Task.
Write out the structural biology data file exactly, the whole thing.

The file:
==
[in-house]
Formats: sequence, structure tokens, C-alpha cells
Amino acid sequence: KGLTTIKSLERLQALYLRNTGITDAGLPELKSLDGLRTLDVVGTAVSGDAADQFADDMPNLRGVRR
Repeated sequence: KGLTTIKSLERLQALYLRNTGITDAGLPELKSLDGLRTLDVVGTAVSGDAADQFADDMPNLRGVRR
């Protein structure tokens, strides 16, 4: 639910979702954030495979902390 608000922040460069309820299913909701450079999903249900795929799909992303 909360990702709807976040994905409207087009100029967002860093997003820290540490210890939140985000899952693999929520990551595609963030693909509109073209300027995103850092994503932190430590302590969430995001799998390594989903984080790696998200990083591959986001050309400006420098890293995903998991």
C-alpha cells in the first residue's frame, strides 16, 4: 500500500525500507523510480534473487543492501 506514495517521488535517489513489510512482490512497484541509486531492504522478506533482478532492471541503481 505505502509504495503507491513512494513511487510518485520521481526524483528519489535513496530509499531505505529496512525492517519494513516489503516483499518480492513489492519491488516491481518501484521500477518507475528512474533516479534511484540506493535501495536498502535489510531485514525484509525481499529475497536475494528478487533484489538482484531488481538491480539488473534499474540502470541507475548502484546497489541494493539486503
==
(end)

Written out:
[in-house]
Formats: sequence, structure tokens, C-alpha cells
Amino acid sequence: KGLTTIKSLERLQALYLRNTGITDAGLPELKSLDGLRTLDVVGTAVSGDAADQFADDMPNLRGVRR
Repeated sequence: KGLTTIKSLERLQALYLRNTGITDAGLPELKSLDGLRTLDVVGTAVSGDAADQFADDMPNLRGVRR
């Protein structure tokens, strides 16, 4: 639910979702954030495979902390 608000922040460069309820299913909701450079999903249900795929799909992303 909360990702709807976040994905409207087009100029967002860093997003820290540490210890939140985000899952693999929520990551595609963030693909509109073209300027995103850092994503932190430590302590969430995001799998390594989903984080790696998200990083591959986001050309400006420098890293995903998991």
C-alpha cells in the first residue's frame, strides 16, 4: 500500500525500507523510480534473487543492501 506514495517521488535517489513489510512482490512497484541509486531492504522478506533482478532492471541503481 505505502509504495503507491513512494513511487510518485520521481526524483528519489535513496530509499531505505529496512525492517519494513516489503516483499518480492513489492519491488516491481518501484521500477518507475528512474533516479534511484540506493535501495536498502535489510531485514525484509525481499529475497536475494528478487533484489538482484531488481538491480539488473534499474540502470541507475548502484546497489541494493539486503